Recently author Anna Levine got in touch with me . . . all the way from Israel. I'm not sure how she found me, but she was looking for reviewers for her new novel, FREEFALL, published by Greenwillow (one of my favorite publishing houses) here in the US.
The premise intrigued me - a coming of age story set against the backdrop of mandatory military service in Israel. I'm not Jewish, but a good friend of mine in college who was taught me a bit of Hebrew, invited me to celebrate Passover with his family, and basically opened my eyes to Jewish culture. We also have a strong Orthodox community here in Atlanta not far from my home. I think I've made it pretty clear on my blog how fascinated I am by various cultures, so I asked Anna to send me the book and when it arrived, I dove right in.
Now, I know Israel has a complicated history, and I'm not going to go into the politics of it here. But the fact is, there is an entire country of very normal people trying to live normal lives in a very stressful place. Teenagers there are experiencing all the feelings American teenagers experience, but with additional challenges unlike anything in the US.
FREEFALL is not a political book, it is a book about reality and personal experience. I found it to be a fascinating read. I also had lots of questions. I found Anna's answers as fascinating as the book, and hope you enjoy as well...
Hi Anna. What is the current requirement for youth in the military in Israel?
Like Abigail, the central character in my novel FREEFALL, all youth 18 years of age male and female must serve in the army. Although some are exempt due to health issues or for religious reasons, in general boys serve three years (unless they are pilots) and girls serve two years.
In your story, the military was such an integral part of the character's lives. I was especially surprised at the ease with which everybody seemed to handle and accept guns, and not just any guns, big, military machine-guns (thrown over Noah's back with his guitar). How do you feel about this part of your society?
In Israel, guns are carried by soldiers. It is rare that civilians not on military or police duty will carry one. One of the first and most important lessons that is drilled into every Israeli soldier is the responsibility which comes with carrying a gun. So like my character Abigail, once she is accepted into a combat unit she will have to decide if she is able to accept the responsibility which comes with carrying a weapon.
After twenty years of living here, and living through a lot here, I have come to terms with the necessity of a military presence but that does not mean that it makes it any easier when I see my sons carrying a gun when on military duty. Not all soldiers are combat soldiers; not all army activities relate specifically to security. There is a strong emphasis on education in our military from working with immigrants who need help adapting to life here, to working within the school system helping out children with special needs to studying the land and environmental issues. The military is integrated into every facet of our lives. Just today I met a soldier in the school where I teach part time. He is a professional athlete and this exempts him from regular military service to give him time to train. But he still serves and must give a certain number of hours, in his case working with students.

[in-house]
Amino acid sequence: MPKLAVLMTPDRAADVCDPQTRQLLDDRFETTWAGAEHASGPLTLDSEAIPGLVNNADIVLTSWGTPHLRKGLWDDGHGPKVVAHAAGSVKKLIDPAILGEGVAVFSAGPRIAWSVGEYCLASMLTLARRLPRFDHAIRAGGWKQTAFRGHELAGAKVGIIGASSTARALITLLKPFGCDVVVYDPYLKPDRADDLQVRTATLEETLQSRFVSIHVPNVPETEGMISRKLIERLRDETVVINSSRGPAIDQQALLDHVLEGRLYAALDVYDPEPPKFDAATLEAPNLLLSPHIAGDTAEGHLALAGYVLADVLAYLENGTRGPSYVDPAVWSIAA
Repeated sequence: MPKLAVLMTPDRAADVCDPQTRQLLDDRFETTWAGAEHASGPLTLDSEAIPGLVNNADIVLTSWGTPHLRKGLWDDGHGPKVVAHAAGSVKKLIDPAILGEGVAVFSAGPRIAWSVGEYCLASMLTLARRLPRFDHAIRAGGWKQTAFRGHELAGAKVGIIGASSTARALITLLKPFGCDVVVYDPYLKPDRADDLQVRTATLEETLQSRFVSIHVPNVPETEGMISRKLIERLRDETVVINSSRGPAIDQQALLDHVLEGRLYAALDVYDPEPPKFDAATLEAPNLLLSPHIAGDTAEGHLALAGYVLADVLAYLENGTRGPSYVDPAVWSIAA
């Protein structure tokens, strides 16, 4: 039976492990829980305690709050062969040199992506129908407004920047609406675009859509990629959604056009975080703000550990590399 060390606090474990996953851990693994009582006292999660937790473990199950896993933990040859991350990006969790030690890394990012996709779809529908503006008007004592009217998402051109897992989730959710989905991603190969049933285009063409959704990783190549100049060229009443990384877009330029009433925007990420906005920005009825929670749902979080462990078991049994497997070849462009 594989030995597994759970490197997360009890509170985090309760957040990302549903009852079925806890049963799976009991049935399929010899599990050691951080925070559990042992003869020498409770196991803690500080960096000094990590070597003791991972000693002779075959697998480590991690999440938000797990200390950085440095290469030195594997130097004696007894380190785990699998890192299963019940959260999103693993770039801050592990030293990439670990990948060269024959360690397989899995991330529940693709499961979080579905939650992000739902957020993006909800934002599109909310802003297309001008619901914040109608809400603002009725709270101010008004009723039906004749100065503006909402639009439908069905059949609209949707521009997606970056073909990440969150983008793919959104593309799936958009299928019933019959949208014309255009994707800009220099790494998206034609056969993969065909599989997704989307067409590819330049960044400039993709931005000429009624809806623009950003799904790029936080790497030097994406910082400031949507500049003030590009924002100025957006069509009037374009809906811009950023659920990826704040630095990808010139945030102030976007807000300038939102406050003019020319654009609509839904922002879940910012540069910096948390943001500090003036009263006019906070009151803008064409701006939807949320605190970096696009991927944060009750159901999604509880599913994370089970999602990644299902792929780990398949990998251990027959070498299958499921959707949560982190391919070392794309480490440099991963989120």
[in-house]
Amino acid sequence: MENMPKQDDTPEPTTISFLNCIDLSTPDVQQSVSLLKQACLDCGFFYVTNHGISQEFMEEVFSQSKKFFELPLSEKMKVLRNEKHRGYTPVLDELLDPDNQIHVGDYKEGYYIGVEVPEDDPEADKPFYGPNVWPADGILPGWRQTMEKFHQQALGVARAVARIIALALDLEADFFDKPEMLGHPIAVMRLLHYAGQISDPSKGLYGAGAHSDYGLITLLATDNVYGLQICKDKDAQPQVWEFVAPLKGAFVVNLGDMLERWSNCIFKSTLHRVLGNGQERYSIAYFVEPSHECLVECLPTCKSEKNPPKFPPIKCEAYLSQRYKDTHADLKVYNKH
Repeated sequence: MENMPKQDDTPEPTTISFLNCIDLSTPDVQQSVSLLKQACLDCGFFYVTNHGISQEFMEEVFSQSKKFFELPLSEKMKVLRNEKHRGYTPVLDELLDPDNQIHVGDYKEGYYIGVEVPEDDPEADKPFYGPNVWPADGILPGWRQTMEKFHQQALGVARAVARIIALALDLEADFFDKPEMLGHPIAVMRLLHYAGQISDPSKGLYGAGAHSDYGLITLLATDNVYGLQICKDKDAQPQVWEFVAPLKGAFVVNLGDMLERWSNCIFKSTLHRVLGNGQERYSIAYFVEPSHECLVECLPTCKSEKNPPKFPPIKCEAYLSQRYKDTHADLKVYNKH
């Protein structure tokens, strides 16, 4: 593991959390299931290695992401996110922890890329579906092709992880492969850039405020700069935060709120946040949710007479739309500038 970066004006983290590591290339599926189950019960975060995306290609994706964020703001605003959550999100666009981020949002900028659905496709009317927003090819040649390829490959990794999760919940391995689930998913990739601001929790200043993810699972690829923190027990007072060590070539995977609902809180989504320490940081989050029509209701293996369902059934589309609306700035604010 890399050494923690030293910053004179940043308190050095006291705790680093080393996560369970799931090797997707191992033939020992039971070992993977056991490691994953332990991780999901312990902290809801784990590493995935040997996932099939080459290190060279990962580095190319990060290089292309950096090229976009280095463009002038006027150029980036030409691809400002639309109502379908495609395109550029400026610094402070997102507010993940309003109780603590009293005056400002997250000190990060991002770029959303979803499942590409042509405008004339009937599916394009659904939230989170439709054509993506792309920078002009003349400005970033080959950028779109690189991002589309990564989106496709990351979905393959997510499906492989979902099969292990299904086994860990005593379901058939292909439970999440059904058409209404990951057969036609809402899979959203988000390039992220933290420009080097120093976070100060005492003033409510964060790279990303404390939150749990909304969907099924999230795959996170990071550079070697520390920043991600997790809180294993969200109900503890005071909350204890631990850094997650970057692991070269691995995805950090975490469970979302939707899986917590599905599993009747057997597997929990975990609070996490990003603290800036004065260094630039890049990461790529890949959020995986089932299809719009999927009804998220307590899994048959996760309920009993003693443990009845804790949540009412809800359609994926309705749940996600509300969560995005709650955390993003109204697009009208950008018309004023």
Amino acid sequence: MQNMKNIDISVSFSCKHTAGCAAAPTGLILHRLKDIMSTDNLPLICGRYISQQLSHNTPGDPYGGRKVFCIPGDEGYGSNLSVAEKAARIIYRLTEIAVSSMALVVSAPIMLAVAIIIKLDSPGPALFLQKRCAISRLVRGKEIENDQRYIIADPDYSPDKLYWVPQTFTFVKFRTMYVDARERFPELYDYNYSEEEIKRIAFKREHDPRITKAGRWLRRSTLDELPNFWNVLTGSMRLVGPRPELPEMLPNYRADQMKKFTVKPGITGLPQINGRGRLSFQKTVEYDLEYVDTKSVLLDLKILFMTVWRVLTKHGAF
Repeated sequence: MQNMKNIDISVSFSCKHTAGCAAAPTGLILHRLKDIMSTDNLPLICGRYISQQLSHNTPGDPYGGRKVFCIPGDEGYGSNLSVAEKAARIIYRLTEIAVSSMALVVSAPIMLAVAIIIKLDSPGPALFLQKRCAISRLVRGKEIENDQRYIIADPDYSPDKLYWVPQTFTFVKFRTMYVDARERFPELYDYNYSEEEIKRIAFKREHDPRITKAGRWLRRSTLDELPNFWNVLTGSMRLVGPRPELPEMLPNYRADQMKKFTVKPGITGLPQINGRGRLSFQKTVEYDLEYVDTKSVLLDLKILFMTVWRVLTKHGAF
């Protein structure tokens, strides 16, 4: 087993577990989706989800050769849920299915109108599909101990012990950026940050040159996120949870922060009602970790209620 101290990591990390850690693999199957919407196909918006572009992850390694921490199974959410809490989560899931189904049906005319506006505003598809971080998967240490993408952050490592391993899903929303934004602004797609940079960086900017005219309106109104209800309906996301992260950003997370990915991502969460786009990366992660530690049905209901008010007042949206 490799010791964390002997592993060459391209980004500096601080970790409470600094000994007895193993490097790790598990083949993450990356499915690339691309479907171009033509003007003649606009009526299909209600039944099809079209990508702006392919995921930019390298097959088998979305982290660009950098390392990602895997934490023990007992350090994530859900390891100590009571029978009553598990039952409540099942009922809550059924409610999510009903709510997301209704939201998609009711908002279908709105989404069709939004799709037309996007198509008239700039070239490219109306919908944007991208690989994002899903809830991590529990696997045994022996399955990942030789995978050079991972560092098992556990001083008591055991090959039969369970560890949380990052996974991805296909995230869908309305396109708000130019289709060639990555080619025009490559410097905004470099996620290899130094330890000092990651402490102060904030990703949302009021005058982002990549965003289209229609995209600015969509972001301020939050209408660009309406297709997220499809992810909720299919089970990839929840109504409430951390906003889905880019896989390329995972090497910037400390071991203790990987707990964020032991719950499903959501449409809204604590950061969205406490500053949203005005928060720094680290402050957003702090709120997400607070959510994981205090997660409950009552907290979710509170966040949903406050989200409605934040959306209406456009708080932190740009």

I especially enjoyed the friendship that developed between Aggie and Lily. It seemed instantaneous yet formed by dire circumstances. Have you or your children experienced anything like this?
I have two boys. My eldest served in a paratrooper unit, he’s now backpacking through India. My other son, Tomer, is now a paratrooper. The friendships between the soldiers in their unit which are established during the years of service, last a lifetime. They learn that these are the people who they will be able to count on for anything and for the rest of their lives. Once you have been in the field with someone, carried them, carried their equipment, leapt from planes with them, ate, celebrated and cried with them, these experiences become the glue that binds.
Is there a solidarity felt among the Israeli population because of this mandatory service? How do you feel it makes your country and people stronger, or do you have any negative feelings towards it?
Chapter 12 of FREEFALL begins as a typical bus ride anywhere in this country. Buses are crowded, private cell phone conversations are public and the radio on the bus is always blaring the news every hour. When something bad happens we all know it. There is a definite sense of solidarity among Israelis because we have all had some personal interaction with the military or have lived through terrorism. If I’m driving and see a soldier on his way home from his base, I’ll pick him up and drive him the rest of the way because I know someone else will do the same for my son. Do I have any negative feelings? Like every mother who gives birth to a child in this country one of the first words is a wish that by the time our child reaches 18 there will be peace and he or she will not have to serve.
Many people have strong opinions about Israel here in the US. What would you like to share with those who don't usually hear an average voice from within your country?
FREEFALL is what I want to share. My novel is a snapshot of Israel that goes beyond the headlines and into the daily lives of the people who live here.
Abigail Jacobs is eighteen years-old. She disagrees with her parents. Her friendships are in flux. She falls in love and is struggling to assert her independence. She is like any typical Israeli teenager who dreams of and strives for normalcy in their lives in spite of, or perhaps despite the complicated environment we live in.
Learn more about FREEFALL and Anna Levine at wordswimmer and dreamyreads. Or visit freefallthenovel.com and AnnaLevine.org.